sought false witness against Jesus, to put him to death; they first take him up, and then seek out for witnesses against him; being determined, right or wrong, to put him to death, if possible; and false witnesses too, even those whose business it was, to examine and detect false witnesses, and to inflict the same punishment upon them, which they by their false testimony intended to have brought on another, Deuteronomy 19:18. And besides, it was in the night, when it was forbid by their canons to begin the trial of capital causes, or to receive and admit of witnesses (y). Indeed the Syriac and Persic versions read, only witnesses, or witness, and leave out the word "false"; perhaps imagining, that men could never be so wicked, to seek out for false witnesses: but this need not be wondered at, when these men were bent upon the death of Christ at any rate; and were aware that nothing true could be objected to him, that would legally take away his life; and besides, their manner of procedure in judgment against a false prophet, a deceiver, and one that enticed to idolatry, and such an one they would have Jesus to be, was quite different from what they took with other persons: their canon runs thus (z):

"the judgment of a deceiver, is not as the rest of capital judgments; his witnesses are hid; and he has no need, or ought not to have any premonition, or warning, as the rest of those that are put to death; and if he goes out of the sanhedrim acquitted, and one says I can prove the charge against him, they turn him back; but if he goes out condemned, and one says I can prove him innocent the do not return him.

So in the Misna (a) it is said,

"of all that are condemned to death in the law, none have their witnesses hidden but this (the deceiver, or one that entices to idolatry)--and they hide his witnesses behind a wall, or hedge; and he (whom he endeavoured to seduce) says to him, say what thou hast said to me privately; and if he repeats it to him, he must say, how shall we leave our God that is in heaven, and go and serve stocks and stones! if he repents, it is well; but if he should say, so we are bound to do, and so it becomes us, they that stand behind the wall, or hedge, shall carry him to the sanhedrim and stone him.

In the Gemara it is thus expressed (b),

"they light up a lamp in the innermost house, and set the witnesses in the outermost house, so that they can see him and hear his voice, and he cannot see them.

And then follows what is said before, to which is added, "so they did to Ben Stada"; by whom they mean Jesus of Nazareth. Moreover, this need not seem strange, that they took such a course with Christ, when in the case of Stephen, they suborned and set up false witnesses against him. The sanhedrim cannot be thought to do this in person, but they sent out their officers to seek for such men, as could or would produce anything against him, and no doubt promised them an handsome reward,

(u) Maimon. Hilch. Sanhedrin, c. 2. sect. 1, 2. Abarbinel in Tora, fol. 366. 2.((w) T. Hieros. Sota, fol. 23. 3.((x) Maimon. ib. sect. 4. (y) Maimon. ib. c. 3. sect. 3, 4. (z) lb. c. 11. sect. 5. (a) Sanhedrin, c. 7. sect. 10. (b) T. Bab. Sanhedrin, fol. 67. 1.

Now the chief priests, and elders, and all the council, sought false witness against Jesus, to put him to death;
Matthew 26:59 f. Καὶ τὸ συνέδριον ὅλον] and the whole Sanhedrim generally. This is a legitimate enough use of the words, even although certain individual members (Nicodemus and Joseph of Arimathea) did not concur in this proceeding.

ψευδομαρτυρίαν] so called from the historian’s own point of view. Euthymius Zigabenus well remarks: ὡς μὲν ἑκείνοις ἐδόκει, μαρτυρίαν, ὡς δὲ τῇ ἀληθείᾳ, ψευδομαρτυρίαν.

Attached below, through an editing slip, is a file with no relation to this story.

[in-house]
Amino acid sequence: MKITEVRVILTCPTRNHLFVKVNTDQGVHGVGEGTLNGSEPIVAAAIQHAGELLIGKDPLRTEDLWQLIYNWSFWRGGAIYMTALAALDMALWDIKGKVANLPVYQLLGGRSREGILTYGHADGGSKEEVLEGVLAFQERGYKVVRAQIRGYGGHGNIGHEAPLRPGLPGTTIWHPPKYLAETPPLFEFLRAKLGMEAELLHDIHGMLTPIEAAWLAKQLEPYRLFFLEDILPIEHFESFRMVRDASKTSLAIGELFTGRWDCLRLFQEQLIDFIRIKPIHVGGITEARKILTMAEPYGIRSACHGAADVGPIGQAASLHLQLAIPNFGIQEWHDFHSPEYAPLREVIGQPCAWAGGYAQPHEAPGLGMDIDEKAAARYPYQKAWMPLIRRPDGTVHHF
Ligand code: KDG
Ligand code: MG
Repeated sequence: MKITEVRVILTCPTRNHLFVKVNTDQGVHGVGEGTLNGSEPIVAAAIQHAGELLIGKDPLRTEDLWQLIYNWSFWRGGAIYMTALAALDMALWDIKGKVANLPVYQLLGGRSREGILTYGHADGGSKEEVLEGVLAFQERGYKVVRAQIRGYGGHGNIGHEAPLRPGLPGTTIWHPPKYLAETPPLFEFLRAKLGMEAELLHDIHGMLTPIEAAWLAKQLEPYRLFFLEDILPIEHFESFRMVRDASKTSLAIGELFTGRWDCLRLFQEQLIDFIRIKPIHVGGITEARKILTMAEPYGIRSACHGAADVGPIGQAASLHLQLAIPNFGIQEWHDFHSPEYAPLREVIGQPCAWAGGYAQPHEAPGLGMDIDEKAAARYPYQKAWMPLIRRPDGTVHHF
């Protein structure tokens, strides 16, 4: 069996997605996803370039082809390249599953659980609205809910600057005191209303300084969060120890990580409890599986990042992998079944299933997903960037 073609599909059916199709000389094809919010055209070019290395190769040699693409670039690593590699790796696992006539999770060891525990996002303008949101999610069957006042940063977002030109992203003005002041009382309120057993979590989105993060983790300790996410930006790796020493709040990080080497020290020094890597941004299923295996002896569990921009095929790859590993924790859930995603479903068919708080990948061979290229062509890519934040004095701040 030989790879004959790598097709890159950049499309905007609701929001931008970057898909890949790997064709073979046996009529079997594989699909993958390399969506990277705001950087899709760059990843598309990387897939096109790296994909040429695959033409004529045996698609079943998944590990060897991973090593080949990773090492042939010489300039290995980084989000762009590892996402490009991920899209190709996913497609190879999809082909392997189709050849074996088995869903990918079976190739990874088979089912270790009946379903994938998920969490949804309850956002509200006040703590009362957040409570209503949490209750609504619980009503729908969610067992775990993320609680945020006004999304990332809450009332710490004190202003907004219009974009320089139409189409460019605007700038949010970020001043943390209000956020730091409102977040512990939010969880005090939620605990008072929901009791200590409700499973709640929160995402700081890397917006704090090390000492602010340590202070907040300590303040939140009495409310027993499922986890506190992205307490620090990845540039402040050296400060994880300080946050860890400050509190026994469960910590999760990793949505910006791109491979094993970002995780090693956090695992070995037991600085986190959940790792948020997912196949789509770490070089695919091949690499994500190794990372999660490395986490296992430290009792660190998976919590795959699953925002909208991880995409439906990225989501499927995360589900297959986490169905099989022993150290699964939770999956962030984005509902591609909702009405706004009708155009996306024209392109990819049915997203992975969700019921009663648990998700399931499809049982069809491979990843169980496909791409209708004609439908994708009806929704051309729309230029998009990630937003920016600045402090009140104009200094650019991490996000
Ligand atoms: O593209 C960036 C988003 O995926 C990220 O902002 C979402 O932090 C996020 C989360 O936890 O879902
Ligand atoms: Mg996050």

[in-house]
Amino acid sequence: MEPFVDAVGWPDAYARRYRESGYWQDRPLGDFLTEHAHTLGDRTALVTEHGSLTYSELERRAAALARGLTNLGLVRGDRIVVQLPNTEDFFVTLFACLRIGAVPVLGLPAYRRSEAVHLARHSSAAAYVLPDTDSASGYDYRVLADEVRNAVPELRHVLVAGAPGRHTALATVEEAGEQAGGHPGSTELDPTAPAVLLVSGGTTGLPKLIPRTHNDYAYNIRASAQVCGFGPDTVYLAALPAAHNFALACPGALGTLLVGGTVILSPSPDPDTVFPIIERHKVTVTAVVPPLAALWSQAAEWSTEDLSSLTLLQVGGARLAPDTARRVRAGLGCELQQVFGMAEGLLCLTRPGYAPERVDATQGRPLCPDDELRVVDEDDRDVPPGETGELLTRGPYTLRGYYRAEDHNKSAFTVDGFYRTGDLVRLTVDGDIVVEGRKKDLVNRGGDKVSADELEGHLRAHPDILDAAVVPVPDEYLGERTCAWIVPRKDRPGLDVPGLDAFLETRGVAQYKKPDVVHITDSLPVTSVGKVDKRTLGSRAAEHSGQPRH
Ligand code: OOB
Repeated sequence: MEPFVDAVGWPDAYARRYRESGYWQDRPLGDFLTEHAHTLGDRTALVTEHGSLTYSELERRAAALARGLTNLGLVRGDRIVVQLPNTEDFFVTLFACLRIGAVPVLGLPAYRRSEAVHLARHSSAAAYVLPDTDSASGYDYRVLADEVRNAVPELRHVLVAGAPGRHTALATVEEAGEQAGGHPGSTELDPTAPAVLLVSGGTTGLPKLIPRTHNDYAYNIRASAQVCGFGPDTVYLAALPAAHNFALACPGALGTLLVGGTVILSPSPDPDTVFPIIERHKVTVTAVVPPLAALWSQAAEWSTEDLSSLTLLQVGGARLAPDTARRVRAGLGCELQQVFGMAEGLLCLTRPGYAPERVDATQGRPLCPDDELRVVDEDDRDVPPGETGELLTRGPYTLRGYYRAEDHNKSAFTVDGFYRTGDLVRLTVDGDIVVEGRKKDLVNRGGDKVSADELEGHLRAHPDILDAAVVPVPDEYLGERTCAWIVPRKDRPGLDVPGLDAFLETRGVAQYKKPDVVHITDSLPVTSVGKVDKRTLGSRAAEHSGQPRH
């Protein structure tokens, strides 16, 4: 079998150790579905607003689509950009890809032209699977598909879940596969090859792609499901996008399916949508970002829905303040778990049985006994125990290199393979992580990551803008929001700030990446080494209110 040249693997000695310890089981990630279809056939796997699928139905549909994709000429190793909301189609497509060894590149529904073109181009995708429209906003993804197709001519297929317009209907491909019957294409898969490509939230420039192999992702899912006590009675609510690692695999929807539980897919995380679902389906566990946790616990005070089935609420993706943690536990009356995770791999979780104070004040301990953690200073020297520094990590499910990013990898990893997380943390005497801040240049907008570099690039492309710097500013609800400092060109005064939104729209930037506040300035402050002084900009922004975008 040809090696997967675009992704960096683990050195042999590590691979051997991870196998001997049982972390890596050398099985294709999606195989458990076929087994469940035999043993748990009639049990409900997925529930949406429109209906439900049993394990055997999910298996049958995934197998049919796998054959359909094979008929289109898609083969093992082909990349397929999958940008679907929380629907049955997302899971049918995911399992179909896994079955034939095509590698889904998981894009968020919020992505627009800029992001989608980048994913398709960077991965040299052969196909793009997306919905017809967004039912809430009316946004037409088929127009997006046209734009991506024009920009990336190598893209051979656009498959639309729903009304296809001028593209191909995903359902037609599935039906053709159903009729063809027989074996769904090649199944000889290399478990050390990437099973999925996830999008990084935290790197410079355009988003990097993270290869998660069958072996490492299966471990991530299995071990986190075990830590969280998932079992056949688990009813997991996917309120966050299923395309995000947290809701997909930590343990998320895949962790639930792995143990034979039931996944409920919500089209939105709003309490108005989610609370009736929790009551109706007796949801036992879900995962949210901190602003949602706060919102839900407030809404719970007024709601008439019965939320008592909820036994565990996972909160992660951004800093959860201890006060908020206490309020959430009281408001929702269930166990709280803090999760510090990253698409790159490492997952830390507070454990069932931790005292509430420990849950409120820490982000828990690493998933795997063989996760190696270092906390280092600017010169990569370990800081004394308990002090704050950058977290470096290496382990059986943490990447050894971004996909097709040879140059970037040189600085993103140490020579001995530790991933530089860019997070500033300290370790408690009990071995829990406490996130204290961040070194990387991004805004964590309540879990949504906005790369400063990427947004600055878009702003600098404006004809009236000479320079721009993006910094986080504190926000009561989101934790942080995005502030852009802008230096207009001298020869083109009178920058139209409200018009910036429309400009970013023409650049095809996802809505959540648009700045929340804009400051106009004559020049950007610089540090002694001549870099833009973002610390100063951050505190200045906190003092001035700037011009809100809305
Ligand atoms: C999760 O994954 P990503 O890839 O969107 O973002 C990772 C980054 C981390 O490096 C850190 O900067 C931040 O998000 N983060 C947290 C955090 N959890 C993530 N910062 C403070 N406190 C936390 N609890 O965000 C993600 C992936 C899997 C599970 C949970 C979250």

ὅπως θανατ. αὐτ.] with a view to putting Him to death, which could only be effected by their pronouncing in the first instance a capital sentence, and then having it ratified by the authority of the imperial procurator.

καὶ οὐχ εὗρον καὶ πολλῶν προσελθόντων ψευδομαρτύρων (see the critical remarks): and they found no means of doing so, even though many false witnesses had come forward. There were many who presented themselves to bear witness against Jesus; yet the Sanhedrim did not find what it wanted to find, doubtless because of the lack of that agreement between two of the witnesses at least which the law required (Numbers 35:30; Deuteronomy 17:6; Deuteronomy 19:15). See what immediately follows: ὕστερον δὲ προσελθ. δύο, and comp. Mark 14:56. Though there was a show of complying with the ordinary forms of judicial process, they were nevertheless shamefully violated (in opposition to Salvador, Saalschutz), in that exculpatory evidence (John 18:20 f.) was never called for.

Matthew 26:59-68. The trial.

59. sought false witness] See above (1): to seek witnesses at all was against the spirit of the law.

Matthew 26:59. Ἐζήτουν, sought) Upon this arose that host of false witnesses. No greater act of injustice was ever committed than that against our Lord: in respect of God, however, it was the highest exercise of justice.[1159]

[1159] Inasmuch as the holiness of God demanded such an awful sacrifice for the sins, such a precious ransom for the souls of men.—(I. B.) Romans 3:26.—ED.

Verse 59. - The chief priests, [and elders,] and all the council. The words in brackets are probably spurious; they are omitted by the best uncials and the Vulgate. The words cannot imply strictly that the whole Sanhedrin was present and consenting to the present proceedings; for we know that such members as Nicodemus and Joseph of Arimathaea did not consent to the infamous deeds of the rest (Luke 23:51; John 19:39). Sought (ἐζήτουν, were seeking) false witness. The Sanhedrists had decided on Christ's death; it only remained to find such a charge against him as would compel the Roman authorities to deal summarily with him. For their purpose the truth of the accusation was immaterial, so long as it was established, according to Law (Deuteronomy 17:6; Deuteronomy 19:15), by two or three witnesses examined apart. They knew well that Christ could be condemned on no true testimony, hence they scrupled not to seek false. If they had meant to deal fairly, they would have allowed some who knew him to speak in his favour; but this was the very last thing which they desired or would have sanctioned. Matthew 26:59